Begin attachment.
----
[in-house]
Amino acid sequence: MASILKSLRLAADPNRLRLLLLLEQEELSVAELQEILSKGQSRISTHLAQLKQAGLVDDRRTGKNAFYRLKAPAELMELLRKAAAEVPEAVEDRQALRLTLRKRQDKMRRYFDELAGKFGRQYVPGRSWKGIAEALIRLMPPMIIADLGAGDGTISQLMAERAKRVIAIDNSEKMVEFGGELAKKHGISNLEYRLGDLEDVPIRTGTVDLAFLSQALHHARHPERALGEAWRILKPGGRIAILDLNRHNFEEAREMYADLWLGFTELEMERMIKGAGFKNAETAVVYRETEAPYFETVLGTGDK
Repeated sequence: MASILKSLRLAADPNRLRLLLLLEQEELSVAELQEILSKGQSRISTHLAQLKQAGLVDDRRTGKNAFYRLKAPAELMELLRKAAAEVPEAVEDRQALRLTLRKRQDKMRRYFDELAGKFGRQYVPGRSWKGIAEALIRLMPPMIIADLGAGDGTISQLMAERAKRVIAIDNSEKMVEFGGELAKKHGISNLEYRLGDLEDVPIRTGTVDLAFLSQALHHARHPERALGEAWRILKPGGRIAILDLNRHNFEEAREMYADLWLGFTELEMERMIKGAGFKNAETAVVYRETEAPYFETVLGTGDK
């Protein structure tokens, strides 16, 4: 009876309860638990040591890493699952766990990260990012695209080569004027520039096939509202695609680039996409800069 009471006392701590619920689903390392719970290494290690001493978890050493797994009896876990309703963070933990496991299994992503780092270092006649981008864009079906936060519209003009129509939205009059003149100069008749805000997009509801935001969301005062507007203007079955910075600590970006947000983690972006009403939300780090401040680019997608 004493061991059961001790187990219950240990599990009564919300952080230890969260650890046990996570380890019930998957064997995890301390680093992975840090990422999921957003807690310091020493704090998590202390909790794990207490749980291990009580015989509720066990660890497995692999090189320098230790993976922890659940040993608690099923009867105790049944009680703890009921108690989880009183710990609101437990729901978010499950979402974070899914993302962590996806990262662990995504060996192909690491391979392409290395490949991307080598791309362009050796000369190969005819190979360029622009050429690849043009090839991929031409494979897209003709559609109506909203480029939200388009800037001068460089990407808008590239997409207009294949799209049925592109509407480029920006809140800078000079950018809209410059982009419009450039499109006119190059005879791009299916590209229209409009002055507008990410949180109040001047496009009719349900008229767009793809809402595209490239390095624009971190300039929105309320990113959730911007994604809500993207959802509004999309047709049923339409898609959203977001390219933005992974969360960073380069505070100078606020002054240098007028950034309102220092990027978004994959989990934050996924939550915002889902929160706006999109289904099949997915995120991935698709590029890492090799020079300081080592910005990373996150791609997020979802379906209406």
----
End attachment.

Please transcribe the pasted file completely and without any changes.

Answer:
[in-house]
Amino acid sequence: MASILKSLRLAADPNRLRLLLLLEQEELSVAELQEILSKGQSRISTHLAQLKQAGLVDDRRTGKNAFYRLKAPAELMELLRKAAAEVPEAVEDRQALRLTLRKRQDKMRRYFDELAGKFGRQYVPGRSWKGIAEALIRLMPPMIIADLGAGDGTISQLMAERAKRVIAIDNSEKMVEFGGELAKKHGISNLEYRLGDLEDVPIRTGTVDLAFLSQALHHARHPERALGEAWRILKPGGRIAILDLNRHNFEEAREMYADLWLGFTELEMERMIKGAGFKNAETAVVYRETEAPYFETVLGTGDK
Repeated sequence: MASILKSLRLAADPNRLRLLLLLEQEELSVAELQEILSKGQSRISTHLAQLKQAGLVDDRRTGKNAFYRLKAPAELMELLRKAAAEVPEAVEDRQALRLTLRKRQDKMRRYFDELAGKFGRQYVPGRSWKGIAEALIRLMPPMIIADLGAGDGTISQLMAERAKRVIAIDNSEKMVEFGGELAKKHGISNLEYRLGDLEDVPIRTGTVDLAFLSQALHHARHPERALGEAWRILKPGGRIAILDLNRHNFEEAREMYADLWLGFTELEMERMIKGAGFKNAETAVVYRETEAPYFETVLGTGDK
């Protein structure tokens, strides 16, 4: 009876309860638990040591890493699952766990990260990012695209080569004027520039096939509202695609680039996409800069 009471006392701590619920689903390392719970290494290690001493978890050493797994009896876990309703963070933990496991299994992503780092270092006649981008864009079906936060519209003009129509939205009059003149100069008749805000997009509801935001969301005062507007203007079955910075600590970006947000983690972006009403939300780090401040680019997608 004493061991059961001790187990219950240990599990009564919300952080230890969260650890046990996570380890019930998957064997995890301390680093992975840090990422999921957003807690310091020493704090998590202390909790794990207490749980291990009580015989509720066990660890497995692999090189320098230790993976922890659940040993608690099923009867105790049944009680703890009921108690989880009183710990609101437990729901978010499950979402974070899914993302962590996806990262662990995504060996192909690491391979392409290395490949991307080598791309362009050796000369190969005819190979360029622009050429690849043009090839991929031409494979897209003709559609109506909203480029939200388009800037001068460089990407808008590239997409207009294949799209049925592109509407480029920006809140800078000079950018809209410059982009419009450039499109006119190059005879791009299916590209229209409009002055507008990410949180109040001047496009009719349900008229767009793809809402595209490239390095624009971190300039929105309320990113959730911007994604809500993207959802509004999309047709049923339409898609959203977001390219933005992974969360960073380069505070100078606020002054240098007028950034309102220092990027978004994959989990934050996924939550915002889902929160706006999109289904099949997915995120991935698709590029890492090799020079300081080592910005990373996150791609997020979802379906209406």